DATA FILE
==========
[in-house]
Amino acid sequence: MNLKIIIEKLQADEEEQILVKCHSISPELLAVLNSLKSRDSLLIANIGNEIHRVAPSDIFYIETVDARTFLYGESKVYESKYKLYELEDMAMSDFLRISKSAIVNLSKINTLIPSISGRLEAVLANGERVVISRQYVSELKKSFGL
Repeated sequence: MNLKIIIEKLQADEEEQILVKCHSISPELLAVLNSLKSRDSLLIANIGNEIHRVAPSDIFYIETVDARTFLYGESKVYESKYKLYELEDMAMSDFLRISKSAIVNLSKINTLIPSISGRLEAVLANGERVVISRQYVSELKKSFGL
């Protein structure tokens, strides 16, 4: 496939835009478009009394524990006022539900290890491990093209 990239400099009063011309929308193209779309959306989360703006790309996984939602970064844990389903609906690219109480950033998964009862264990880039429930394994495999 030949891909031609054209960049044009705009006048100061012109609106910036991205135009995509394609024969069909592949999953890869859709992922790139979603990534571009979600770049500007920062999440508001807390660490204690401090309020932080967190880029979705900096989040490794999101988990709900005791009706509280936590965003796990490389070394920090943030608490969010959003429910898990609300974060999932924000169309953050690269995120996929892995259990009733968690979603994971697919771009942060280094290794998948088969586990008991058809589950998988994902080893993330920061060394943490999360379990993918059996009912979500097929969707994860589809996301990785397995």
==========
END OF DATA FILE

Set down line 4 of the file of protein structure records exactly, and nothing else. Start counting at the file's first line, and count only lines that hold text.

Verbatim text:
């Protein structure tokens, strides 16, 4: 496939835009478009009394524990006022539900290890491990093209 990239400099009063011309929308193209779309959306989360703006790309996984939602970064844990389903609906690219109480950033998964009862264990880039429930394994495999 030949891909031609054209960049044009705009006048100061012109609106910036991205135009995509394609024969069909592949999953890869859709992922790139979603990534571009979600770049500007920062999440508001807390660490204690401090309020932080967190880029979705900096989040490794999101988990709900005791009706509280936590965003796990490389070394920090943030608490969010959003429910898990609300974060999932924000169309953050690269995120996929892995259990009733968690979603994971697919771009942060280094290794998948088969586990008991058809589950998988994902080893993330920061060394943490999360379990993918059996009912979500097929969707994860589809996301990785397995």